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“It doesn't work if a writer is brought in at the end” — D&AD’s Writing for Design Jury President

R/GA Australia’s Associate Creative Director on writing that is integral to design

Image from the Yellow Pencil-winning Rejected Ales by Howatson+Company for Matilda Bay that won in the Writing for Design category in 2022

Jane Duru, Associate Creative Director at R/GA Australia, believes the best brands lean on all the tools in their arsenal, with ‘verbal design’ — the act of intentionally shaping and defining how brands use language — being one of the most powerful tools in the kit. Whether it’s newly minted start-ups or more corporate businesses, Duru’s passion for bringing verbal identity to life has seen her work recognised and awarded by D&AD, amongst others. She’s worked with Nike and Google and helped shape brands across APAC. Here, D&AD’s Writing for Design Jury President for 2024 explains the importance of language in design.

What are you hoping to see in D&AD Award-winning work in the Writing for Design category?

I always want to be surprised, and see something that makes me think differently, or makes me rethink a problem, when I’m judging. I love seeing work that tackles an issue, that goes beyond the superficial to dig a bit deeper and build an emotional connection. Creative excellence is hard to pin down, but I do think there has to be an element of uniqueness, either that feeling of, “I haven’t seen this before”, or haven’t seen something written in this way before, or just beautiful craft or storytelling. The pieces that I’ve enjoyed the most in the past have always had an element of storytelling that was perhaps unexpected, but that worked very well for the medium. I especially love seeing work that has taken an industry deemed ‘difficult’ – say banking or insurance – and made it sound fresh and exciting. That’s hard to do, and work like that can challenge our preconceptions of entire industries.

What is some Writing for Design work that has inspired you?

A piece I previously judged called Story Espresso Coffee Cups by For The People, really inspired me. It was for a café and they’d created all these beautiful storytelling touch points along the journey of buying your coffee. They’d created a whole world for someone to immerse themselves in. It was quirkily and brilliantly written.

Image from the Graphite Pencil-winning Story Espresso by For The People for Story that won the Writing for Design category in 2021

What is happening in the industry right now that is exciting you?

I don’t think the importance of writing for design has always been acknowledged but it’s become more important now because we’ve seen the success of brands that have really nailed it. The drinks brand Innocent is an early example of a brand that really paid attention to their tone of voice and how they spoke to customers, and they occupied such a niche that they just came to own that way of speaking. It’s almost so commonplace now that you forget that when it first came out, it was so distinctive. My feeling is that it shifted the way people think about language when it comes to designing brands. You can see the impact of verbal design across other spheres, like tech. Brands like Apple and Google have had to think about how they shift gears away from feeling ‘neutral’ and cold, to bring humanity to their entities (especially as we move into audio/sonic branding territory) and voice is a primary way to do that.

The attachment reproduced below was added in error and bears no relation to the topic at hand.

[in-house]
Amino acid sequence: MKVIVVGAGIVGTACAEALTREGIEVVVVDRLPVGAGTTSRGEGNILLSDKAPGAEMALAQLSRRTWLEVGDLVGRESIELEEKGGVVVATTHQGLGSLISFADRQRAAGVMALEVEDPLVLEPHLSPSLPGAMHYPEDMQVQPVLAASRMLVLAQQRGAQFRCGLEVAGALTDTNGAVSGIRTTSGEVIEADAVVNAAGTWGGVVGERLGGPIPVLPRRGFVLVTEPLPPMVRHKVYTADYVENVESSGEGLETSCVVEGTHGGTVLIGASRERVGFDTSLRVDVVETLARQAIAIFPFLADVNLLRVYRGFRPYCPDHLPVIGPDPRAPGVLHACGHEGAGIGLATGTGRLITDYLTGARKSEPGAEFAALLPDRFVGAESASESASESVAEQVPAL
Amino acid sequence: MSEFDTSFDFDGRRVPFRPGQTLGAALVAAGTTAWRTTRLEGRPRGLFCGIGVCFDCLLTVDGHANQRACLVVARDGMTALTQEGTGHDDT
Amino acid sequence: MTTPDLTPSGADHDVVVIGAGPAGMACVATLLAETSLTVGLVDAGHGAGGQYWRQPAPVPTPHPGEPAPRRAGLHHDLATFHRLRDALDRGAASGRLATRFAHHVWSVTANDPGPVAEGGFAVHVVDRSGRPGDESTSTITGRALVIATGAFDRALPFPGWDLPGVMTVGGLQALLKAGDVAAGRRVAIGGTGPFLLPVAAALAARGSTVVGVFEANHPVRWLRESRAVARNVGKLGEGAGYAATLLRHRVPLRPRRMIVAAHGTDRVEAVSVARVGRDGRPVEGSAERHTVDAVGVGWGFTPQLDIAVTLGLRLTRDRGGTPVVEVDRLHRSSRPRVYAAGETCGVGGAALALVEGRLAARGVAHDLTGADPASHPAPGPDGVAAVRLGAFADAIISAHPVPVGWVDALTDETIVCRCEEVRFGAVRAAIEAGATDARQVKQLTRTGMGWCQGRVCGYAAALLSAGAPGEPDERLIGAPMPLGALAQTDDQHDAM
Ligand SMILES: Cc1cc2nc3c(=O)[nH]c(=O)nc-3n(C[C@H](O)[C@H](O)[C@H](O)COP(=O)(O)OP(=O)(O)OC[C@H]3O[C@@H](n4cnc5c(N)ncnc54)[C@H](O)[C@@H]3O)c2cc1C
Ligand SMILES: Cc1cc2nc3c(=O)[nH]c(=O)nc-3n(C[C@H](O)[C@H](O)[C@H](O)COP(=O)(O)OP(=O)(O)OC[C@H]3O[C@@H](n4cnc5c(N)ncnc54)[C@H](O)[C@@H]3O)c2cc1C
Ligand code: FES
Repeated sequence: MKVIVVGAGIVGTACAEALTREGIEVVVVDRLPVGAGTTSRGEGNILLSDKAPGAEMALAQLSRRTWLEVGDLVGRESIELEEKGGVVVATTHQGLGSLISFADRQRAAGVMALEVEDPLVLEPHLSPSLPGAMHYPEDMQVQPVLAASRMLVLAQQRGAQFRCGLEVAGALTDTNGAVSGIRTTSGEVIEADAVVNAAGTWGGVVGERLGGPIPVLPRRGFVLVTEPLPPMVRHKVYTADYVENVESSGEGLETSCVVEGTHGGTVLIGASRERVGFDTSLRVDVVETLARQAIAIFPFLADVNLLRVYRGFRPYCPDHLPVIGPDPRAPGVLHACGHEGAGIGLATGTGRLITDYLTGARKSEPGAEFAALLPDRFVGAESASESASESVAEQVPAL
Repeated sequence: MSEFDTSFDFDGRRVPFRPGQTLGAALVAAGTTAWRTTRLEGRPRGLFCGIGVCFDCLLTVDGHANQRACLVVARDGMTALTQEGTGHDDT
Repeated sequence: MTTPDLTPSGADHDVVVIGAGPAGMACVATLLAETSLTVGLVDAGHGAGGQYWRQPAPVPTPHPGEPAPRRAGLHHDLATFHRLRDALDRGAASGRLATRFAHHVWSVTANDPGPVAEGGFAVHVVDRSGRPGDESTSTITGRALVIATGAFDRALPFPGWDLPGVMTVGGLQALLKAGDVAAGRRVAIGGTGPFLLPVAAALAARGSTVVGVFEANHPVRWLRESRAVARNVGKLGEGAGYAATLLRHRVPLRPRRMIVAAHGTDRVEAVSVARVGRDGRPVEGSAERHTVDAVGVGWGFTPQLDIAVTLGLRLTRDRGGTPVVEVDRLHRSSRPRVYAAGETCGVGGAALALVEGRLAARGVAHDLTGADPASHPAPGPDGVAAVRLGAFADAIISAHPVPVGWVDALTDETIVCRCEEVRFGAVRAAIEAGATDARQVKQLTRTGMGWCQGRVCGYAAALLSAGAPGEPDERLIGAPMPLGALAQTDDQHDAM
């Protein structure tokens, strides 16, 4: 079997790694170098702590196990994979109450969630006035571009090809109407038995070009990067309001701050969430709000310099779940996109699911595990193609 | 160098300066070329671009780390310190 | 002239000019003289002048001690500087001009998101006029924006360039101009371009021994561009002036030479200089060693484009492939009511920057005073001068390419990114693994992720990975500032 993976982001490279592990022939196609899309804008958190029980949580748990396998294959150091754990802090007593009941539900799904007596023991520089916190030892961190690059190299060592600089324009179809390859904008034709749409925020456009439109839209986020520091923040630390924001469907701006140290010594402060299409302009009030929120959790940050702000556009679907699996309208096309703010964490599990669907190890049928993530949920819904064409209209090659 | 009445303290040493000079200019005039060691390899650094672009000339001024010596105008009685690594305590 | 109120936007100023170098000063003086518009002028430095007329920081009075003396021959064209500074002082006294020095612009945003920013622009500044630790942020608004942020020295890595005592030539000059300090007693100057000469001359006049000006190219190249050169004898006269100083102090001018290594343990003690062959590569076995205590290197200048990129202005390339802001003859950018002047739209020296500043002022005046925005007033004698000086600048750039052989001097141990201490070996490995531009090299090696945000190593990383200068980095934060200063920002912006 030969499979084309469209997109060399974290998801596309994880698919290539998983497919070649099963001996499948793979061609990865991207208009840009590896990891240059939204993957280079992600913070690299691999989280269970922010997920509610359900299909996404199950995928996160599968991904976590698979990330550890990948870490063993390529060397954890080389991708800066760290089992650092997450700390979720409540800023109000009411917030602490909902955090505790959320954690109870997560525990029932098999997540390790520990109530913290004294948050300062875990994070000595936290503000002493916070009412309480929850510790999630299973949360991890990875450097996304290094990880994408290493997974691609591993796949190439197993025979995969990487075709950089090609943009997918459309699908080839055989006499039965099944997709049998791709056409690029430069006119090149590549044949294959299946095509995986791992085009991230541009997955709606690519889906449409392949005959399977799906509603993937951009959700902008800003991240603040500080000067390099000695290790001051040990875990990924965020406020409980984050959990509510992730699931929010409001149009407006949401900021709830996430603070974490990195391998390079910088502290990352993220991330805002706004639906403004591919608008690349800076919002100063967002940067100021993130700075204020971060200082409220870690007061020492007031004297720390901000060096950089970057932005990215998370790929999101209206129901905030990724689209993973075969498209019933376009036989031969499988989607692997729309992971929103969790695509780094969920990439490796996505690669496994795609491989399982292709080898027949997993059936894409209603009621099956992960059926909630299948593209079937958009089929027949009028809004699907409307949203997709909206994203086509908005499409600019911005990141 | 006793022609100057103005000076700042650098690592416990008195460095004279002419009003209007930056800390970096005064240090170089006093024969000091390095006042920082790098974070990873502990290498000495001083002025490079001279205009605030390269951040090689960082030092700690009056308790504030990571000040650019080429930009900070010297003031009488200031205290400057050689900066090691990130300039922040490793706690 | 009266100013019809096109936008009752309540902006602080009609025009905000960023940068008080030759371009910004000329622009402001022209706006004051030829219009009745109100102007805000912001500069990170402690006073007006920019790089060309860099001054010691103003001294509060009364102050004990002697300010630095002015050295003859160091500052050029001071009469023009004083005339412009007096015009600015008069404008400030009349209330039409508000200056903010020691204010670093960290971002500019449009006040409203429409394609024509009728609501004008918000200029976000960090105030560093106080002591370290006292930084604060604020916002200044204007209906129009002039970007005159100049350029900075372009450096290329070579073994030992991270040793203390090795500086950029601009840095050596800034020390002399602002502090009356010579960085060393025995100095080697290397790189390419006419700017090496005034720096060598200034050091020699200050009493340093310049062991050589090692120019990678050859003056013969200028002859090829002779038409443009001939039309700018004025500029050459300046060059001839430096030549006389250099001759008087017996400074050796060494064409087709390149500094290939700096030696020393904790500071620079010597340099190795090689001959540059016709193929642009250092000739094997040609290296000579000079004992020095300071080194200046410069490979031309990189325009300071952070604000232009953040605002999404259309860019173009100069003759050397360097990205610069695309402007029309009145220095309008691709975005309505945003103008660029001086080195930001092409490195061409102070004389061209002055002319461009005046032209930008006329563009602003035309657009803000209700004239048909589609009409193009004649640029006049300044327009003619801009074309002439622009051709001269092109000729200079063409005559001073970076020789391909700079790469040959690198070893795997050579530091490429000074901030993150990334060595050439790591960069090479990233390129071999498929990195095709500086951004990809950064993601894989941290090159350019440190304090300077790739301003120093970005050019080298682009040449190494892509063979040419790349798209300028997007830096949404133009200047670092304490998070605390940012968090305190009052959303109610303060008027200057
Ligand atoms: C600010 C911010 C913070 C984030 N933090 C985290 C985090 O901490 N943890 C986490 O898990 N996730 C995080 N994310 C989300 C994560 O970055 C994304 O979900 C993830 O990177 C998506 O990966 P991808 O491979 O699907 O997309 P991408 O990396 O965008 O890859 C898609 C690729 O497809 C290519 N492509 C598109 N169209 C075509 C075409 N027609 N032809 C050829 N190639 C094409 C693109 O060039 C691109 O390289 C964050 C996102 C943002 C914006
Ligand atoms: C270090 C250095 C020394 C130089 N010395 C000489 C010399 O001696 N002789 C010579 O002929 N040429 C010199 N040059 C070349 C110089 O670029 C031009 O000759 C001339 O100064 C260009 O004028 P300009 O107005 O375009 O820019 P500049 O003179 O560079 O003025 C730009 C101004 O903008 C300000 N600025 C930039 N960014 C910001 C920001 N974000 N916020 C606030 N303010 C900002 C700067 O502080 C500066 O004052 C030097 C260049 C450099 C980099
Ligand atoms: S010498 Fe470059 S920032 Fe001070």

How do you work with designers on projects as a writer?

You have to be involved from the beginning stages. It doesn’t work if a writer is just brought in at the end to slap some headlines or copy in and replace the lorem ipsum. That isn’t verbal design because there’s no consideration of the language in building the brand and reflecting its personality. As a writer, you instinctively know copy impacts the perception of a brand and some visual designers get that too, and recognise that language plays an equal part. I love working with those people.

Image from the Graphite Pencil-winning The Running Towards by Studio Sutherl& and Thomas Sharp for London Fire Brigade that won in the Writing for Design category in 2023

How would you differentiate between the Writing for Design and Writing for Advertising categories?

The lines are definitely blurred. Writing for advertising in the context of campaigns has more of a CTA, and is actively trying to sell something, whereas with writing for design, you’re communicating a brand’s personality and what a brand stands for but may not necessarily be selling a product. There was a project a few years ago (the Yellow Pencil-winning) Rejected Ales by Matilda Bay and they just swept the board at D&AD, because I remember everyone unanimously felt like they had communicated the characterisation of the brand.

D&AD Awards 2024 is now open for entries. The Writing for Design category celebrates writing that is integral to a piece of design, including headlines and/or body copy. Learn more about and enter the Writing for Design category here.